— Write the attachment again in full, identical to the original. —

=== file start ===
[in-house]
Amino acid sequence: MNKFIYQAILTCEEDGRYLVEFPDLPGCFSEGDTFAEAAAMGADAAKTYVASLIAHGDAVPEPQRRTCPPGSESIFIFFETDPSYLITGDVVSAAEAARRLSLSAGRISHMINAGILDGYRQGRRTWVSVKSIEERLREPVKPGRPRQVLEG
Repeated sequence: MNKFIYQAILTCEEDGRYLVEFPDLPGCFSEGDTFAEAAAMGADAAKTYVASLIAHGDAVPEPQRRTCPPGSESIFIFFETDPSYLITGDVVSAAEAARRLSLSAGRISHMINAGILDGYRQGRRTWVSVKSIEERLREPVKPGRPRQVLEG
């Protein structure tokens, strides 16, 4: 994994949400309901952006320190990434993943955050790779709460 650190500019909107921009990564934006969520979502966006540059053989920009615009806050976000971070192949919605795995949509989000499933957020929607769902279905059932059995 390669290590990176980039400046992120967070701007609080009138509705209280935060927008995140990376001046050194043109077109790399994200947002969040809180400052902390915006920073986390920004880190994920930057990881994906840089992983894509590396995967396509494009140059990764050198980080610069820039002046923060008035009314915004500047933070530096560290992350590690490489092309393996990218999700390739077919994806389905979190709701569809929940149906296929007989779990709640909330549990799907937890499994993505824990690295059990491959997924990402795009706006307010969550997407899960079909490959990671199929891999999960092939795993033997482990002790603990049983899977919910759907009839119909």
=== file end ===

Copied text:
[in-house]
Amino acid sequence: MNKFIYQAILTCEEDGRYLVEFPDLPGCFSEGDTFAEAAAMGADAAKTYVASLIAHGDAVPEPQRRTCPPGSESIFIFFETDPSYLITGDVVSAAEAARRLSLSAGRISHMINAGILDGYRQGRRTWVSVKSIEERLREPVKPGRPRQVLEG
Repeated sequence: MNKFIYQAILTCEEDGRYLVEFPDLPGCFSEGDTFAEAAAMGADAAKTYVASLIAHGDAVPEPQRRTCPPGSESIFIFFETDPSYLITGDVVSAAEAARRLSLSAGRISHMINAGILDGYRQGRRTWVSVKSIEERLREPVKPGRPRQVLEG
């Protein structure tokens, strides 16, 4: 994994949400309901952006320190990434993943955050790779709460 650190500019909107921009990564934006969520979502966006540059053989920009615009806050976000971070192949919605795995949509989000499933957020929607769902279905059932059995 390669290590990176980039400046992120967070701007609080009138509705209280935060927008995140990376001046050194043109077109790399994200947002969040809180400052902390915006920073986390920004880190994920930057990881994906840089992983894509590396995967396509494009140059990764050198980080610069820039002046923060008035009314915004500047933070530096560290992350590690490489092309393996990218999700390739077919994806389905979190709701569809929940149906296929007989779990709640909330549990799907937890499994993505824990690295059990491959997924990402795009706006307010969550997407899960079909490959990671199929891999999960092939795993033997482990002790603990049983899977919910759907009839119909």